Publication

  • PLAT 7.0: Sharing
    Francis Aguillard and Sam Schuermann
    Editors
    Rice University, 2018
  • GRANTEE
    Rice University-School of Architecture
    GRANT YEAR
    2017

The Rodina, cover of PLAT 7.0: Sharing (Rice University, 2018).

PLAT's purpose is to stimulate architectural discourse by generating new relationships within design, production, and theory. It operates by interweaving theoretical and applied work from students, faculty, and practitioners into an open and evolving dialogue which progresses from issue to issue. PLAT 5.0 and 5.5, focusing on the theme of License, engage a call and response setup. PLAT 6.0 focused on absence, and PLAT 6.5 responded with an absence of print altogether, updating PLAT’s digital infrastructure by launching a new website. PLAT 7.0: Sharing focuses on architecture’s relationship to highly digital-centric economies (which of course rely on massive, sometimes hidden, human labor) and means of production.

Francis Aguillard, editor-in-chief, is an urbanist and student currently studying for a master's of architecture at Rice University. He was a Fulbright Scholar at the London School of Economics and Political Science, where he completed an MSc in city design and social science. Aguillard also worked on the Greater New Orleans Urban Water Plan and the Rebuild By Design competition during his time at Waggonner & Ball Architecture/Environment in New Orleans, his hometown. He graduated from Washington University in St. Louis with a bachelor's of science in architecture.

Sam Schuermann, editor-in-chief, is a graduate student at Rice Architecture pursuing her master's of architecture. Schuermann graduated in 2016 from the University of Cincinnati's College of Design, Architecture, Art, and Planning with a bachelor's of science in architecture. She has worked at Solomon Cordwell Buenz in San Fransisco and Anderson Architects in New York City. More recently, she has worked with David Costanza Studio on the design, fabrication, and installation of an interactive urban-scale play object in the Mary E. Bawden Sculpture Garden at Lawndale Art Center in Houston and is the teaching assistant for building technology at Rice University.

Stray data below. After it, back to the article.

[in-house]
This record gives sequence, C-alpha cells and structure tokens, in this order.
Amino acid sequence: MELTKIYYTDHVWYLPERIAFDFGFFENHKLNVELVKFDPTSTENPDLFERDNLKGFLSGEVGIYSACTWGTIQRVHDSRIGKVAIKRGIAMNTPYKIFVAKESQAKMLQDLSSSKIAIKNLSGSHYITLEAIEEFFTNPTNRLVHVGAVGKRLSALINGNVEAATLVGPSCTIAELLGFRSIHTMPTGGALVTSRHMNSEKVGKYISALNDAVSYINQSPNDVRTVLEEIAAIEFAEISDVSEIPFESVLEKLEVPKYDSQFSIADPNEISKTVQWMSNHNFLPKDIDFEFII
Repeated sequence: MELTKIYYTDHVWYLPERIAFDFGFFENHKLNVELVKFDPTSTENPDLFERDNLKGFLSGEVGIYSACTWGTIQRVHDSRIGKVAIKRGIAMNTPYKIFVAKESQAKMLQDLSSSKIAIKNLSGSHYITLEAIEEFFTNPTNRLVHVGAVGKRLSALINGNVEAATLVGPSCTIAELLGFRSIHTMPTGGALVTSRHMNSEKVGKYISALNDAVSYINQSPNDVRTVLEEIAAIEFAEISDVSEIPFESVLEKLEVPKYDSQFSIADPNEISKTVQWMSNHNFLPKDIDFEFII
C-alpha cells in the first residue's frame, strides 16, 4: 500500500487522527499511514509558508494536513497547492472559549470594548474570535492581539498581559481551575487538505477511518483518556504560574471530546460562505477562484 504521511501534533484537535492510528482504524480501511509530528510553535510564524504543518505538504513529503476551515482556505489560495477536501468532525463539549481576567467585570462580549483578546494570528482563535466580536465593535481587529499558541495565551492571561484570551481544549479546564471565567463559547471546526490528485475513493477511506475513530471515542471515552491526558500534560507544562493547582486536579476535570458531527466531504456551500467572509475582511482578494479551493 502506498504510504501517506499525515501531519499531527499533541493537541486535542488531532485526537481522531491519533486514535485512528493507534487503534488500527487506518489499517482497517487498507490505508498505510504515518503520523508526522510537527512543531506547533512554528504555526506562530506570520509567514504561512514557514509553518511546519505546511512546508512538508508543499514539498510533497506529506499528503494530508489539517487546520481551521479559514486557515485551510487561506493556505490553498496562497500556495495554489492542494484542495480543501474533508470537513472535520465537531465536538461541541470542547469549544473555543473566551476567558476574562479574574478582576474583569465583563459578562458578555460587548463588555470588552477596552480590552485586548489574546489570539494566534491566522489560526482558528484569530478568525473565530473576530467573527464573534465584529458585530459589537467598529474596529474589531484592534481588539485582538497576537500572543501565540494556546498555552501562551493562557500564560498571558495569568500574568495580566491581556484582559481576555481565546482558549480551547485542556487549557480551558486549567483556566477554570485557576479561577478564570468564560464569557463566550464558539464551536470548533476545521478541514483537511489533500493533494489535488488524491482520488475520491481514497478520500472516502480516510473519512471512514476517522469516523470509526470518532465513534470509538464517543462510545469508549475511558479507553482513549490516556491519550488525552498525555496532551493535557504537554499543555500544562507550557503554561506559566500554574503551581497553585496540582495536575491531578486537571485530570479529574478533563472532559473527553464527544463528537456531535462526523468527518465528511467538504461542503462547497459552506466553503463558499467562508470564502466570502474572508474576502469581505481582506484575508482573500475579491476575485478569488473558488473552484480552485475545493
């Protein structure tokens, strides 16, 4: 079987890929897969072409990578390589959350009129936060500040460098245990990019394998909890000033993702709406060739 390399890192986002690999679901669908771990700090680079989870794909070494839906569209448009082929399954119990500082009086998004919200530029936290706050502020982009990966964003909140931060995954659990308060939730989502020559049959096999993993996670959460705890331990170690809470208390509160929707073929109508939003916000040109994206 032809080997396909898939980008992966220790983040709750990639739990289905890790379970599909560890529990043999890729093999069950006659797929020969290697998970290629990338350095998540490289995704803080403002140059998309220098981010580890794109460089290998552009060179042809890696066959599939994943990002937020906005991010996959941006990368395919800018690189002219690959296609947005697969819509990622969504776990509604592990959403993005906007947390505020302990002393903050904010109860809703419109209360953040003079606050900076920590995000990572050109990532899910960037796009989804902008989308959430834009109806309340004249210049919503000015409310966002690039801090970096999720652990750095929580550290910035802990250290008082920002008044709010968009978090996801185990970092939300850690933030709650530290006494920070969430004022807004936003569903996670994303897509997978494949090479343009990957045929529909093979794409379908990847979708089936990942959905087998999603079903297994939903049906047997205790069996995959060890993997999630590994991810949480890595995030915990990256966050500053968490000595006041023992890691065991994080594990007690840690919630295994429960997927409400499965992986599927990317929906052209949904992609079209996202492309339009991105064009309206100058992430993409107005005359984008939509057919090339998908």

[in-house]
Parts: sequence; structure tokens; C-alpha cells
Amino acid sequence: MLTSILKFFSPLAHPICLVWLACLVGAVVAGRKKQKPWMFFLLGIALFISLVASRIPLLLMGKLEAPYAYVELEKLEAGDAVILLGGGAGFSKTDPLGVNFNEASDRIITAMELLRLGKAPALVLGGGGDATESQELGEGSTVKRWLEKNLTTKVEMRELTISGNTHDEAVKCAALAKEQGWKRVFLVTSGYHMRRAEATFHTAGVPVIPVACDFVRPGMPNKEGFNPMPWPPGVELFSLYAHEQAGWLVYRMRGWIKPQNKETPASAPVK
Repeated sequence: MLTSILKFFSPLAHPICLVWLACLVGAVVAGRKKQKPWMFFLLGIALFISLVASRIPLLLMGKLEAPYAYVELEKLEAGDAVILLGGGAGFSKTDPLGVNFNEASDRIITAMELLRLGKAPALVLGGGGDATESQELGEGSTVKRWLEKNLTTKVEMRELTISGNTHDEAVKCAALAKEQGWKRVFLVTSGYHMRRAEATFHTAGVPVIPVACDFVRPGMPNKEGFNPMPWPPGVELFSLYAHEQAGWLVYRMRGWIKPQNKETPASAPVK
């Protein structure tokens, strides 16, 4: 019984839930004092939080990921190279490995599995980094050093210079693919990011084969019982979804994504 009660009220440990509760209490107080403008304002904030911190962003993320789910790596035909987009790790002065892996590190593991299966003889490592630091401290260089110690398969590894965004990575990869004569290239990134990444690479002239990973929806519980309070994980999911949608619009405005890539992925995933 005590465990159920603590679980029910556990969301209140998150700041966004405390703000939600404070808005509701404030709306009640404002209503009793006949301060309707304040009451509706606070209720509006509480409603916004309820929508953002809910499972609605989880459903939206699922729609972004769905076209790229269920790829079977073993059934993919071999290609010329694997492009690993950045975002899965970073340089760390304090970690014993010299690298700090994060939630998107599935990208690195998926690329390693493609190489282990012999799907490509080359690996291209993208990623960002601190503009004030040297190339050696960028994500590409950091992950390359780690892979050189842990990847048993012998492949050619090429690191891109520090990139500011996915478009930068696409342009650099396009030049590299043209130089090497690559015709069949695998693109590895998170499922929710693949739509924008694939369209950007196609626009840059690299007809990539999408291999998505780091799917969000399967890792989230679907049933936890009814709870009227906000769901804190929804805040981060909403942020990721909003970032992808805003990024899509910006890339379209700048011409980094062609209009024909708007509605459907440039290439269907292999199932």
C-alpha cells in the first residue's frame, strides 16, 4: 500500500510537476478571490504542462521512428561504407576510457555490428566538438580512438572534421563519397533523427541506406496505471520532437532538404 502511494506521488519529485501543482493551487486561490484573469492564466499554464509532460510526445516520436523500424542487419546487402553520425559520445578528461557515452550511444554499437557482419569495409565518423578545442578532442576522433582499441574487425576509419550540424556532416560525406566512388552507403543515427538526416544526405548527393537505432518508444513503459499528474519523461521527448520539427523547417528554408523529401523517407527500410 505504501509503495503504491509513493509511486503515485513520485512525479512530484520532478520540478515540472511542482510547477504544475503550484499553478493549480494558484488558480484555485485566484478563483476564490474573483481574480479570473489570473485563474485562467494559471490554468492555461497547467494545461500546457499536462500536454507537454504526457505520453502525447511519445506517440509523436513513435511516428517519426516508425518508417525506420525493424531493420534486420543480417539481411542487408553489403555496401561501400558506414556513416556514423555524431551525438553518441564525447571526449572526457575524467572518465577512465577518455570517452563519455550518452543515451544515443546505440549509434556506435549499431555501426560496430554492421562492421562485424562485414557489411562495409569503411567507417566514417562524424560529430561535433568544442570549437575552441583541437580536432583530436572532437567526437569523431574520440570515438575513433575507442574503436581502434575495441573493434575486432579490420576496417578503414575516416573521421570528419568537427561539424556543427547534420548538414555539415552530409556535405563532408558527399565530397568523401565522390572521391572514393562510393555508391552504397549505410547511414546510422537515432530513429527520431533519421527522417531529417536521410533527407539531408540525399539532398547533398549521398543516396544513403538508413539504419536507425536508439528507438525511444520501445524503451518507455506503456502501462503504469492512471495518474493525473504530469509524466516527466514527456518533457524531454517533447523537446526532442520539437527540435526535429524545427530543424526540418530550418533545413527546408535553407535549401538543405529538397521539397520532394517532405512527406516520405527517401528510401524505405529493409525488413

Mona Elamin, managing editor, is a graduate student from Sudan at Rice School of Architecture pursuing her master's of architecture. She is also a 2014 graduate of the College of Art, Architecture and Design at the American University of Sharjah, the United Arab Emirates with a bachelor's of architecture, and a minor in design management. Her work experience extends between Dubai, UAE, and Houston, where she worked for offices, such as RMJM, U+A Architects, Gensler, and Shepley Bulfinch. She also took part in the Space-Time Dignity Rights exhibition in collaboration with UNRWA and the Camp-Cities exhibition and lecture. She was also awarded the British Petroleum Student Research Award in 2014, and the H. Russel Pitman Graduate Fellowship in 2016.

Mark Bavoso is from California and lives in Massachusetts. He holds a BArch from Rice University in Houston, Texas, and has worked with Michelle Chang, WW Architecture (Sarah Whiting & Ron Witte), and the Office for Metropolitan Architecture. His work investigates the functional qualities of signifying elements as architectural form and has been published in PLAT journal, for which he also served as a designer of issue 7.0. In addition to architectural work he has directed several conceptual short films, most recently But/And with MacAulay Brown, and has published original research on disaster relief housing typologies in eastern Sri Lanka with Kira Clingen. In 2016 he was awarded Rice Architecture’s highest undergraduate honor, the William Ward Watkin Traveling Fellowship, for his project Nothing Doing.

PLAT journal is a biannual print journal produced by students at the Rice School of Architecture. The publication aims to put the work of Rice students and faculty in conversation with a broader architectural audience. PLAT features design projects, historical and theoretical research, and interviews. Since its founding in 2010, PLAT has explored a call-and-response format of full and half issues. This format fosters an ongoing dialogue across the thematically paired issues.